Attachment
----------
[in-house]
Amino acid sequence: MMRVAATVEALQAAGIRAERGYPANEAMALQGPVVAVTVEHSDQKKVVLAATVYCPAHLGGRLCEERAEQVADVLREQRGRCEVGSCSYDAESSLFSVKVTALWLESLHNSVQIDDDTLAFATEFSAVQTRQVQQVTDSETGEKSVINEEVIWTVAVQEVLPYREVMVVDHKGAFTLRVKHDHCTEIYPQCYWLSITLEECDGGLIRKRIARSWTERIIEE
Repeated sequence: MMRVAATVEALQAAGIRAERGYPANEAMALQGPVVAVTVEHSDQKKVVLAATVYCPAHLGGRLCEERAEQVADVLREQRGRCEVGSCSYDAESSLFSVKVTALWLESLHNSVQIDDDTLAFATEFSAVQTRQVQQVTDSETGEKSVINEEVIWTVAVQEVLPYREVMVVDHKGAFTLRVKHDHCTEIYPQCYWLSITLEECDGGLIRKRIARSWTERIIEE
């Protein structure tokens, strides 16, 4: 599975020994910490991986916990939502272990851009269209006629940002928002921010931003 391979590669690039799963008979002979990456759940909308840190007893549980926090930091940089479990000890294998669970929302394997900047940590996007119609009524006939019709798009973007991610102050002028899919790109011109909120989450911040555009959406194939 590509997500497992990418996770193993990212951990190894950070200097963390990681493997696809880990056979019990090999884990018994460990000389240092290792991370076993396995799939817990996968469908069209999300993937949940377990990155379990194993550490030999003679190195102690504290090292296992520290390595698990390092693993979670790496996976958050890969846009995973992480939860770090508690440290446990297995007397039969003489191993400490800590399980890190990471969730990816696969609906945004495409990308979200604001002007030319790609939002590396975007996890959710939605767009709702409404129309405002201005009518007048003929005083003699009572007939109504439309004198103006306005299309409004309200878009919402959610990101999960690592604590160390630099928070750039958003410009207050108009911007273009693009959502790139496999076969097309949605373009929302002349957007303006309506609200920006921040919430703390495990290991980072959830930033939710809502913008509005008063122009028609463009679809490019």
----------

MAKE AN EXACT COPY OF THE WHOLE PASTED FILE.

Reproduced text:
[in-house]
Amino acid sequence: MMRVAATVEALQAAGIRAERGYPANEAMALQGPVVAVTVEHSDQKKVVLAATVYCPAHLGGRLCEERAEQVADVLREQRGRCEVGSCSYDAESSLFSVKVTALWLESLHNSVQIDDDTLAFATEFSAVQTRQVQQVTDSETGEKSVINEEVIWTVAVQEVLPYREVMVVDHKGAFTLRVKHDHCTEIYPQCYWLSITLEECDGGLIRKRIARSWTERIIEE
Repeated sequence: MMRVAATVEALQAAGIRAERGYPANEAMALQGPVVAVTVEHSDQKKVVLAATVYCPAHLGGRLCEERAEQVADVLREQRGRCEVGSCSYDAESSLFSVKVTALWLESLHNSVQIDDDTLAFATEFSAVQTRQVQQVTDSETGEKSVINEEVIWTVAVQEVLPYREVMVVDHKGAFTLRVKHDHCTEIYPQCYWLSITLEECDGGLIRKRIARSWTERIIEE
């Protein structure tokens, strides 16, 4: 599975020994910490991986916990939502272990851009269209006629940002928002921010931003 391979590669690039799963008979002979990456759940909308840190007893549980926090930091940089479990000890294998669970929302394997900047940590996007119609009524006939019709798009973007991610102050002028899919790109011109909120989450911040555009959406194939 590509997500497992990418996770193993990212951990190894950070200097963390990681493997696809880990056979019990090999884990018994460990000389240092290792991370076993396995799939817990996968469908069209999300993937949940377990990155379990194993550490030999003679190195102690504290090292296992520290390595698990390092693993979670790496996976958050890969846009995973992480939860770090508690440290446990297995007397039969003489191993400490800590399980890190990471969730990816696969609906945004495409990308979200604001002007030319790609939002590396975007996890959710939605767009709702409404129309405002201005009518007048003929005083003699009572007939109504439309004198103006306005299309409004309200878009919402959610990101999960690592604590160390630099928070750039958003410009207050108009911007273009693009959502790139496999076969097309949605373009929302002349957007303006309506609200920006921040919430703390495990290991980072959830930033939710809502913008509005008063122009028609463009679809490019």